A few months ago a promising young artist – and recent Bard/ICP graduate – Pierre Le Hors told me that one the most interesting books he had seen at the NY Artist Book Fair at PS1 was “Spomenik” by Belgian artist Jan Kempenaers. He sent me a link to the website of the superb Roma Publications where I could see a sampling of the page spreads. The photographs were of strange concrete monuments with unusual shapes – more sculptural than building-like, yet they carried echoes of Le Corbusier and Niemeyer – especially in the plastic forms – cylinders, starbursts, waves, hollowed out cubes – all made of cast-in-place concrete. Spomenik is a Croatian word for monument and in the late 1960s and early 1970s the socialist government in Yugoslavia built dozens of these monuments, however by the early 1990s they were neglected and in ruins.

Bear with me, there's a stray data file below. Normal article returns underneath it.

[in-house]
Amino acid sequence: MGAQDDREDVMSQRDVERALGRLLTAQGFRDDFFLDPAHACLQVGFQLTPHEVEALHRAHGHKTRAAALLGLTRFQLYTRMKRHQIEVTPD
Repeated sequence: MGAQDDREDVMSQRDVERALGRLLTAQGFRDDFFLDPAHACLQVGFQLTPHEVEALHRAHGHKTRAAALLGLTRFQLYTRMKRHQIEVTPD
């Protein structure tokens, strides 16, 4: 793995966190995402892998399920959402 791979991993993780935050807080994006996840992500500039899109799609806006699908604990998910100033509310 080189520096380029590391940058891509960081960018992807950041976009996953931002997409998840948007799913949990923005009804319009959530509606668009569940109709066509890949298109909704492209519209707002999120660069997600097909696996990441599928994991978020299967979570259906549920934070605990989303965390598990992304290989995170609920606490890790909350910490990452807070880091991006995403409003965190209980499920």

The color photographs are probably large-format, straightforward in that the monuments are centered in the composition and their setting amidst grass or trees or placement within low foothills subtly included in the frame of the photograph. The lighting seems neutral and uninflected but not in the insistent Bechers mode.

I liked the photographs but was struck more by the back-story about the artist locating these monuments in Yugoslavia by using a map from the 1970s.

And then a few days ago I saw the book at Dashwood on Bond Street and was surprised by the precise beauty of the photographs and also by the scale. I had mistakenly imagined the book to be quite modest say 9 by 6 inches whereas it is a bit more substantial 13 by 9.5 inches.

You can see the spreads I first saw at http://www.romapublications.org/main.html, but I urge you to seek out the book for the full impact!